In both trials, miRNA differences were explored in samples of tumor free cohorts vs. tumor samples of known cancer entities raising the question if this approach can distinguish between unknown tumor entities as well. Therefore, the combination of EV profiling and FACS based sorting or magnetic beads based enrichment of these potentially tumor derived EVs with miRNA screening might enable scientist to address two main questions: is a tumor present and if so what kind/entity does the tumor has. For example, EpCAM+ EVs together with miRNA array could serve as such tool in the future.
Nevertheless, the incline of tumor derived EVs or miRNA levels detectable in these circulating EVs in patients at risk with a high probability to develop cancer might provide a novel tool with a huge clinical potential and impact. If reliable and proven cut off values with useful positive predictive values for tumor derived or disease associated EV profiles can be achieved, the MP profile could pinpoint the underlying tumor or disease entity and even it could overcome sample variability as often seen in case of biopsies. This could be combined with screening for tumor EVs packed with a specific set of miRNA as discussed above. This way, not only the disorder entity could be revealed, but treatment outcome could be monitored separating responders from non-responders by one minimally invasive blood sampling. Disease registers, containing standardized sets of disease signatures of EV surface markers, and other associated and standardized disease parameters, might be very well the future. But until that several questions are remained and need to be addressed. Specifically, larger studies are necessary, providing evidence that the differentiation among disease entities is reliably and consistently feasible. Additionally, larger panel of surface markers and thereby MP/MV populations need to be measured in a comprehensive manner during the various diseases. Certainly, the ultimate goal should remain: the early detection of various chronic diseases especially cancer and the distinguishing of cancer entities.
Conflict of Interest Statement
The authors declare that the research was conducted in the absence of any commercial or financial relationships that could be construed as a potential conflict of interest.
This work was supported by a Deutsche Krebshilfe grant (111184) to Miroslaw Kornek, a German Armed Forces SoFo grant (SoFo11K1-S-101416) to Arnulf Willms and Miroslaw Kornek and by the Alexander von Humboldt Foundation, Sofja Kovalevskaja Award to Veronika Lukacs-Kornek. Additionally, the authors thank the leaders, patients, and staff of the German Armed Forces Central Hospital for their continuous support and interest in our MP based cancer differentiation study.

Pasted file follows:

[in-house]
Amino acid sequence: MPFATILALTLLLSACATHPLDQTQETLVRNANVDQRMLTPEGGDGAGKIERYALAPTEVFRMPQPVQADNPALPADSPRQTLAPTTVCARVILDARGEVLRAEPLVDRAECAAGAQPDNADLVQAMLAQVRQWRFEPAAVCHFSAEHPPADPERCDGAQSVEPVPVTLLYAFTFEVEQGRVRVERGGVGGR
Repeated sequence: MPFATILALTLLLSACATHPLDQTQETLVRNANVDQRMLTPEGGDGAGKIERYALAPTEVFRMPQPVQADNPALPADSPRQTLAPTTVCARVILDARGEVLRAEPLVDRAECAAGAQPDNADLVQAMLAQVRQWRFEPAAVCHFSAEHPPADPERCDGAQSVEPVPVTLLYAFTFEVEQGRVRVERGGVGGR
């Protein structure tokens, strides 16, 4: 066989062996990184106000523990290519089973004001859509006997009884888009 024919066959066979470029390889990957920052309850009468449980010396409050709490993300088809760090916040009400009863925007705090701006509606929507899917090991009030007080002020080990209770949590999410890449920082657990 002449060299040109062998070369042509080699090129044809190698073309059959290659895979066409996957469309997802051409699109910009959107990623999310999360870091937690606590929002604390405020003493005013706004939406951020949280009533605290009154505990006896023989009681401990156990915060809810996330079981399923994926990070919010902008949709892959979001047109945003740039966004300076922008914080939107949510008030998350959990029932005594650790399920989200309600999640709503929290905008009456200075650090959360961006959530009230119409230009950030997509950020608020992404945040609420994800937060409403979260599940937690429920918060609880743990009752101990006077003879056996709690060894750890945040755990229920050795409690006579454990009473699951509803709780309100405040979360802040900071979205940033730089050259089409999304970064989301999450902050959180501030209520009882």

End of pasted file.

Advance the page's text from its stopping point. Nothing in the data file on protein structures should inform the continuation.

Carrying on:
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Keywords: extracellular vesicles, microparticles, microvesicles, profiling, miRNA
Citation: Julich H, Willms A, Lukacs-Kornek V and Kornek M (2014) Extracellular vesicle profiling and their use as potential disease specific biomarker. Front. Immunol. 5:413. doi: 10.3389/fimmu.2014.00413
Received: 12 June 2014; Accepted: 14 August 2014;
Published online: 01 September 2014.
Edited by:Martin Johannes Hoogduijn, Erasmus Medical Center, Netherlands
Reviewed by:Luuk Hilbrands, Radboud University Nijmegen Medical Centre, Netherlands
Estrella Mariel Levy, Consejo Nacional de Investigaciones Cientificas y Tecnicas, Argentina
Copyright: © 2014 Julich, Willms, Lukacs-Kornek and Kornek. This is an open-access article distributed under the terms of the Creative Commons Attribution License (CC BY). The use, distribution or reproduction in other forums is permitted, provided the original author(s) or licensor are credited and that the original publication in this journal is cited, in accordance with accepted academic practice. No use, distribution or reproduction is permitted which does not comply with these terms.
*Correspondence: Miroslaw Kornek, Department of Medicine II, Saarland University Medical Center, Kirrbergerstr. 100, Homburg 66421, Germany e-mail: firstname.lastname@example.org